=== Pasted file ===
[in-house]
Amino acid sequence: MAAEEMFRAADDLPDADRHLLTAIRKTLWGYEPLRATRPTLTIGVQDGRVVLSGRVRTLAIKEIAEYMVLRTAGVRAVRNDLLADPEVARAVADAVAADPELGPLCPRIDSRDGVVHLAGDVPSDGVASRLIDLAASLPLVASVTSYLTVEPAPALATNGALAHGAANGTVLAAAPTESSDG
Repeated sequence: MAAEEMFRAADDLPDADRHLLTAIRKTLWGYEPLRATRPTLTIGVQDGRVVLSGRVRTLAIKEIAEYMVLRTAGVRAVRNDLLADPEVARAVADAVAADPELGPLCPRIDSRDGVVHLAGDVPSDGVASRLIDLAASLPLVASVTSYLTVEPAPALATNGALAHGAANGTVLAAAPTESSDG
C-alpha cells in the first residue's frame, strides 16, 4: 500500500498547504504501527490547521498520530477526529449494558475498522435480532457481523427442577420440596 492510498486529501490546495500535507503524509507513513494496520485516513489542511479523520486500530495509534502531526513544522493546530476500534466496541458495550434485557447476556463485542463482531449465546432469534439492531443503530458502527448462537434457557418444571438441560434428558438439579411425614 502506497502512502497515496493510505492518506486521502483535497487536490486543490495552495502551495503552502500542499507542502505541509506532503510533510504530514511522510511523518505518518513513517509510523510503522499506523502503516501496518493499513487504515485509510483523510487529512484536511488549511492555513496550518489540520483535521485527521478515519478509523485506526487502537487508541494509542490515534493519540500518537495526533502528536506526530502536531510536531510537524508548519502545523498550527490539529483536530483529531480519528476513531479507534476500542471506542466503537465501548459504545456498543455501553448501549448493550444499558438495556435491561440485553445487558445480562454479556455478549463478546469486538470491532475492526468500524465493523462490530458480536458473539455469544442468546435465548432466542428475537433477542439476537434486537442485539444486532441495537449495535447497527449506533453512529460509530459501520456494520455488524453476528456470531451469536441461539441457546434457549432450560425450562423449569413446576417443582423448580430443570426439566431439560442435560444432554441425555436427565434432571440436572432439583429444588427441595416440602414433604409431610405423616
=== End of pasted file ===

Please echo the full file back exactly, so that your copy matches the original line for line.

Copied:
[in-house]
Amino acid sequence: MAAEEMFRAADDLPDADRHLLTAIRKTLWGYEPLRATRPTLTIGVQDGRVVLSGRVRTLAIKEIAEYMVLRTAGVRAVRNDLLADPEVARAVADAVAADPELGPLCPRIDSRDGVVHLAGDVPSDGVASRLIDLAASLPLVASVTSYLTVEPAPALATNGALAHGAANGTVLAAAPTESSDG
Repeated sequence: MAAEEMFRAADDLPDADRHLLTAIRKTLWGYEPLRATRPTLTIGVQDGRVVLSGRVRTLAIKEIAEYMVLRTAGVRAVRNDLLADPEVARAVADAVAADPELGPLCPRIDSRDGVVHLAGDVPSDGVASRLIDLAASLPLVASVTSYLTVEPAPALATNGALAHGAANGTVLAAAPTESSDG
C-alpha cells in the first residue's frame, strides 16, 4: 500500500498547504504501527490547521498520530477526529449494558475498522435480532457481523427442577420440596 492510498486529501490546495500535507503524509507513513494496520485516513489542511479523520486500530495509534502531526513544522493546530476500534466496541458495550434485557447476556463485542463482531449465546432469534439492531443503530458502527448462537434457557418444571438441560434428558438439579411425614 502506497502512502497515496493510505492518506486521502483535497487536490486543490495552495502551495503552502500542499507542502505541509506532503510533510504530514511522510511523518505518518513513517509510523510503522499506523502503516501496518493499513487504515485509510483523510487529512484536511488549511492555513496550518489540520483535521485527521478515519478509523485506526487502537487508541494509542490515534493519540500518537495526533502528536506526530502536531510536531510537524508548519502545523498550527490539529483536530483529531480519528476513531479507534476500542471506542466503537465501548459504545456498543455501553448501549448493550444499558438495556435491561440485553445487558445480562454479556455478549463478546469486538470491532475492526468500524465493523462490530458480536458473539455469544442468546435465548432466542428475537433477542439476537434486537442485539444486532441495537449495535447497527449506533453512529460509530459501520456494520455488524453476528456470531451469536441461539441457546434457549432450560425450562423449569413446576417443582423448580430443570426439566431439560442435560444432554441425555436427565434432571440436572432439583429444588427441595416440602414433604409431610405423616